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franky172



Posts: 158
Joined: Jan. 2007

(Permalink) Posted: July 23 2007,11:06   

You have not answered any of my questions.  I will repeat some:

1) Precisely what part of your argument did I misrepresent in my post.  Please be specific.

2) Do we agree with the following definition of a nested hierarchy:

"A nested hierarchy is a structured set of sets, where all sets are potentially connected "above" to "parent" sets and "below" to "child" sets, such that all elements of a node's children are elements of the node.  The "top-most" node in such a structure, if it exists, has no parent and is called the "root node"."

3) The argument in your original post appears to be that since a paternal family tree relies on only one "criteria" it is not a nested hierarchy.  Is this a correct statement of your argument?

4) Which rules in particular are violated in example (1) above.  Please be specific.

5) However if we define a "below" operator: "B(x) = {s : the value of s is less than or equal to x}" then:
B(A)->B(K)->B(Q)->B(J)->...

Does form a nested hierarchy because the elements of the set "B(Q)" include the elements of "B(J)".  Do we agree that this ordering of playing cards forms a nested hierarchy?  If so, why does the following not form a nested hierarchy:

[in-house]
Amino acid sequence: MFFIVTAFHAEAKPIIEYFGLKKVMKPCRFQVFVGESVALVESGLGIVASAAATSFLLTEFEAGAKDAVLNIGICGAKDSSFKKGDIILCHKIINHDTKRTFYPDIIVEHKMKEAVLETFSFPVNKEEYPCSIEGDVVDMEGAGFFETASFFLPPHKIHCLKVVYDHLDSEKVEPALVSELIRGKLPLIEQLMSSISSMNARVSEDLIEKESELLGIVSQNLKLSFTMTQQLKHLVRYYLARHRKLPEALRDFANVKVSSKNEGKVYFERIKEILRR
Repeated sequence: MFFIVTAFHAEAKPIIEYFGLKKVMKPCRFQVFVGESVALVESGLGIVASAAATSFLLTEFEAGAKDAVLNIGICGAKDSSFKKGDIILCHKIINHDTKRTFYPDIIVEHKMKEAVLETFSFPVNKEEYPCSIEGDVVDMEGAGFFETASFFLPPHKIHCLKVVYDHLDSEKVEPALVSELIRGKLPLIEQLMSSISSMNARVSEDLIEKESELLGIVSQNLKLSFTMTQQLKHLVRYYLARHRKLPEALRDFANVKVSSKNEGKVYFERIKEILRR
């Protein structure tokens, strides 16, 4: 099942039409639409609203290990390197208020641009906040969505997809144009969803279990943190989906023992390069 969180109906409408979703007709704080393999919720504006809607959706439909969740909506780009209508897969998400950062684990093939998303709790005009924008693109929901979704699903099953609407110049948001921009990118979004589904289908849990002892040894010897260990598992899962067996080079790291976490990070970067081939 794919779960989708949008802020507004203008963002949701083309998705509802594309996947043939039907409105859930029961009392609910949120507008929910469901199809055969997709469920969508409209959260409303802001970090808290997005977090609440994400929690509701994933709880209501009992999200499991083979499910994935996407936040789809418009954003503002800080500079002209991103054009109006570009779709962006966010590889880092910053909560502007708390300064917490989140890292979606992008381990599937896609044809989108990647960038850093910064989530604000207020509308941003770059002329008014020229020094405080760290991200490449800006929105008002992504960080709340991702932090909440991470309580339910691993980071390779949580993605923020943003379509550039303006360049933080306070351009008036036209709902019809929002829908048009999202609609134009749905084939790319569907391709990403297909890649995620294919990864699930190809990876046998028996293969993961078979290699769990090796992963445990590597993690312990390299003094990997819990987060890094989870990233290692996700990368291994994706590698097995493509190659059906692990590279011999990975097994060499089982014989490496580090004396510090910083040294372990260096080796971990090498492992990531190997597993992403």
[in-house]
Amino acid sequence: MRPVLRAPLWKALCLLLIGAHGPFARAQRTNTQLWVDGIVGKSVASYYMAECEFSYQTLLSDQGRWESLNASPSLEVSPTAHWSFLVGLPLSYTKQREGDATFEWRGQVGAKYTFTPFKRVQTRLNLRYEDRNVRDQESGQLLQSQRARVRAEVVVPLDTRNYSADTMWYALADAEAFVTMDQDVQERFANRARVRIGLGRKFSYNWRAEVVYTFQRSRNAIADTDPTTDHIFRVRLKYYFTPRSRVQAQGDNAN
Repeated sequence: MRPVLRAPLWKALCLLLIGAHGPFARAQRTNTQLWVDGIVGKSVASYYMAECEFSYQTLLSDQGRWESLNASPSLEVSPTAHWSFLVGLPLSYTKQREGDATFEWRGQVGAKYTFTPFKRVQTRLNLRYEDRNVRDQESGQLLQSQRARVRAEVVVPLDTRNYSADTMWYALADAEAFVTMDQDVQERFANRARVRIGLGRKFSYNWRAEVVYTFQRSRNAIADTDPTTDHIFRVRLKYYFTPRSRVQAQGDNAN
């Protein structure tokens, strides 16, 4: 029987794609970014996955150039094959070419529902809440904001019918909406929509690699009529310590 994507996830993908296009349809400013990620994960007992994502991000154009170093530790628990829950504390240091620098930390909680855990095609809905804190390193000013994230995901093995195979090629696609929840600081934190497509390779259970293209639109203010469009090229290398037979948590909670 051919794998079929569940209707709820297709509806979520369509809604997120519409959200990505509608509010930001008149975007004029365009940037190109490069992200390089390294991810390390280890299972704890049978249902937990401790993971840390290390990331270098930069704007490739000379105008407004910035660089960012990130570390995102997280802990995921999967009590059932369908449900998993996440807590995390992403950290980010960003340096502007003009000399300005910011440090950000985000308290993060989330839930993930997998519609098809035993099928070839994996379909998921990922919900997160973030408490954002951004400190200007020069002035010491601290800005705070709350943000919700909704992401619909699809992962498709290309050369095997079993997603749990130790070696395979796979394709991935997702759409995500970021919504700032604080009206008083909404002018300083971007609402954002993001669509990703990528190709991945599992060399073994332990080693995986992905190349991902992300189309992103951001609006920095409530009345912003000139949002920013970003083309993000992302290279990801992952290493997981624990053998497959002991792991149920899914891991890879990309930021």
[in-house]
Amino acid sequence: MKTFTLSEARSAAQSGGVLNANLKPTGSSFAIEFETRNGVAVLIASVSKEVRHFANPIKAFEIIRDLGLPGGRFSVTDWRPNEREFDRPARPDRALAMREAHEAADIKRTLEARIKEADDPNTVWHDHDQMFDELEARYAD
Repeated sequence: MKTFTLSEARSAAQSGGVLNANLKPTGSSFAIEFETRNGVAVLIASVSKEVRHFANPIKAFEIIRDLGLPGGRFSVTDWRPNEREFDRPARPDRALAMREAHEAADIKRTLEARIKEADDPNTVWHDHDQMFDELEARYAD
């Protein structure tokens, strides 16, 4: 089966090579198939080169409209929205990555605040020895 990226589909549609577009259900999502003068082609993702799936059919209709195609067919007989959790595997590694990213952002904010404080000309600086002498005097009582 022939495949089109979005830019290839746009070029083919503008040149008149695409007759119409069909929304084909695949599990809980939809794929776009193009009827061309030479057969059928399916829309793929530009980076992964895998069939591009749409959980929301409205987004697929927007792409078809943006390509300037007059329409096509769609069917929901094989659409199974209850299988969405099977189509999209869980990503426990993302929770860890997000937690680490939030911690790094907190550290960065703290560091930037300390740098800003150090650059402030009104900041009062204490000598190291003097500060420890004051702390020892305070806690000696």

D(sam) -> D(sam's first son) -> D(sam's first grandson)?

If not, why not?

Continuing:

Quote
Nested and non-nested hierarchies: nested hierarchies involve levels which consist of, and contain, lower levels.

Do you still think that a paternal family tree is a nested hierarchy?


Yes.  Can you please answer the following question.  In the following:

D(p1) -> D(p2) -> D(p3)

Does the level D(p2) consist of and contain D(p3)?

Yes or no?  I believe that most people believe that D(p2) consists of and contains D(p3).  You appear to disagree.

Quote

You probably do, but then again you are also an evolutionist.

This is not aiding your argument.

  
  409 replies since June 27 2007,11:33 < Next Oldest | Next Newest >  

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